Advanced Corporate Law: Corporate Governance (LAW-613B-001)
Assessment: Paper,Oral Presentations,Class Participation
Advanced Corporate Law: Corporate Governance- Professor Effross (Course 613-001)[for auditing option, see end of description]
This course addresses the most exciting, dynamic, and high-profile topic in business law today: the struggle of shareholders and stakeholders to participate more fully and effectively, and in a more informed manner, in directors’ and officers’ management of corporations.
Of particular concern, as the policies of publicly-traded companies such as Facebook and Alphabet (Google) affect the personal lives of millions, are the activities and effectiveness of “shareholder activists,” both those seeking to optimize a company’s financial performance and those attempting to make its operations more socially-responsive and -responsible.
Instead of an examination, each student will give a presentation to the class on her “work-in-progress” version of—and submit a final version of, by 5:00 p.m. on Tuesday, May 1 (the second day of exam period)—a 10,000-word research paper, on a relevant topic of her choice (subject to instructor approval), that satisfies WCL’s Upper Level Writing Requirement. (Students who have otherwise satisfied, or are otherwise satisfying, that requirement may still take this course.)
Class readings will include: selected caselaw; statutory and regulatory provisions; material from recent law reviews, newspapers, magazines, and Web sites; Daniel Kahneman’s book, Thinking, Fast and Slow; and the instructor’s casebook, Corporate Governance: Principles and Practices (2d ed. 2013).
Among the topics that will covered in class discussion (and suggested for possible papers):
! harmonizing the growing number of relevant decisions, statutes, guidelines, “best practices,” and stock exchange requirements for director and board conduct;
! the evolving roles of state and federal legislators and regulators, and of institutional investors, shareholder activists, proxy advisory services, and board committees;
! sufficiency of corporate disclosures concerning the long-term potential of climate change to affect a company’s activities and profits;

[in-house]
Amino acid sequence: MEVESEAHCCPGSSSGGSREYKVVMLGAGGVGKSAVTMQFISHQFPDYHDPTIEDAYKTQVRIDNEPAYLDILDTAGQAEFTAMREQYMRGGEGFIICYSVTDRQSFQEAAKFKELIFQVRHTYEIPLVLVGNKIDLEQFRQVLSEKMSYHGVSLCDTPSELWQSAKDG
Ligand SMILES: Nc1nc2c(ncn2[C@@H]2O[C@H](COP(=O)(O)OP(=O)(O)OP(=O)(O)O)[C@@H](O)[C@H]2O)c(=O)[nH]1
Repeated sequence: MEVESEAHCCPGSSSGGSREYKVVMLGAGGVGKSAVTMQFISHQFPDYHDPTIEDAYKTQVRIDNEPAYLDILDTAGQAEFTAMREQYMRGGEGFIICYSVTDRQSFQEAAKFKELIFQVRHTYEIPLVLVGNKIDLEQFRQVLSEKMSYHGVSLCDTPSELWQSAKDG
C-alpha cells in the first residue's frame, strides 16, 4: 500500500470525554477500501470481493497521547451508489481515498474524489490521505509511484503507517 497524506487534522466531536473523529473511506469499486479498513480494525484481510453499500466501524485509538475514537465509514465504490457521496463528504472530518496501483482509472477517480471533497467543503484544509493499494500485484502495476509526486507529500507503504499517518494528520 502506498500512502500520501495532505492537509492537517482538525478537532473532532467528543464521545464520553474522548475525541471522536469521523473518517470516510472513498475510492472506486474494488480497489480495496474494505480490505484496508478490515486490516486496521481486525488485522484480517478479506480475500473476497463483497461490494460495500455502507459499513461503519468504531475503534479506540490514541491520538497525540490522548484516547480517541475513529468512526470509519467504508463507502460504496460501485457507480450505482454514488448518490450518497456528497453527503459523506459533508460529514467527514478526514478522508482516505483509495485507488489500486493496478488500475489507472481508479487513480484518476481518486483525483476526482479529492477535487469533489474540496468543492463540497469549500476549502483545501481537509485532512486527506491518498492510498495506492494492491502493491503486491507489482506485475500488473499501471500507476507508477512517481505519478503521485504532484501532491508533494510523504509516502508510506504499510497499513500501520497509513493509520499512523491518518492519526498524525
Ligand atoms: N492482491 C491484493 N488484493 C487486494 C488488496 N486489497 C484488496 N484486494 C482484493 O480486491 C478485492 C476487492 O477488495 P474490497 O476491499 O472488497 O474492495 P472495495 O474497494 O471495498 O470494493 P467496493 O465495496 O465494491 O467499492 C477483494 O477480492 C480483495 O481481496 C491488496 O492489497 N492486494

! qualifications, election, and independence of directors;
! compensation, exculpation, and indemnification of-- and insurance for-- executives;
! the formulation and submission of, and directors’ treatment of, shareholder proposals;
! corporate social responsibility, and accommodating the interests of stakeholders;
! emerging (including criminal) issues of executives’ duties of care, loyalty, and good faith;
! appropriate responses of directors to corporate and societal emergencies, and to takeover attempts;
! transparency of management, and restrictions on executives’ behavior and privacy; and
! professional responsibilities of in-house and outside corporate counsel, particularly with regard to corporate compliance and culture.
***This year the class will devote special attention to:
(1) practical drafting considerations (with numerous examples) concerning publicly-traded corporations’ “corporate governance guidelines”; and all corporations’ articles of incorporation, bylaws, committee charters, and other documents crucial to governance;
(2) the operational and ethical implications—for directors, officers, and their counsel—of new, and newly-popularized, research concerning behavioral economics, cognitive pitfalls, and decision-making under conditions of uncertainty, ambiguity, and/or stress; and
(3) the emerging phenomena, business forms, and governance of “social enterprises,” which combine profit-seeking structures and methods with the pursuit of social goals.
We will also discuss in detail the paper-writing and publication process as a means of professional networking, portfolio-building, and career enhancement.
Prerequisite: Business Associations. (Students who have taken Advanced Corporate Law: Key Issues may also take this course.)
Learning Goals: To understand goals, processes, dynamics, and relevant provisions of corporate governance, as well as related issues of professional ethics and legal drafting.
Learning Outcome: Preparation of a research paper on an issue in corporate governance, and presentation to the class of the work in progress.
Class audits are charged the same amount of tuition as classes taken for credit. However, full-time students (taking 12 or more credits for the semester) may audit this course for no additional tuition fee as they are already being charged a flat fee.
Audit students do not receive credit for the course, but it will appear on their transcript with a grade of “L” to indicate auditing.
Textbooks and Other Materials
The textbook information on this page was provided by the instructor. Students should use this information when considering purchases from the AU Campus Store or other vendors. Students may check to determine if books are currently available for purchase online.
Advanced Corporate Law: Corporate Governance
(1) Walter Effross, Corporate Governance: Principles and Practices (2d ed. 2013) (also available on reserve in the Pence Law Library)
(2) Daniel Kahneman, Thinking, Fast and Slow (2011) [either the hardcover or the paperback edition]
First Class Readings
Not available at this time.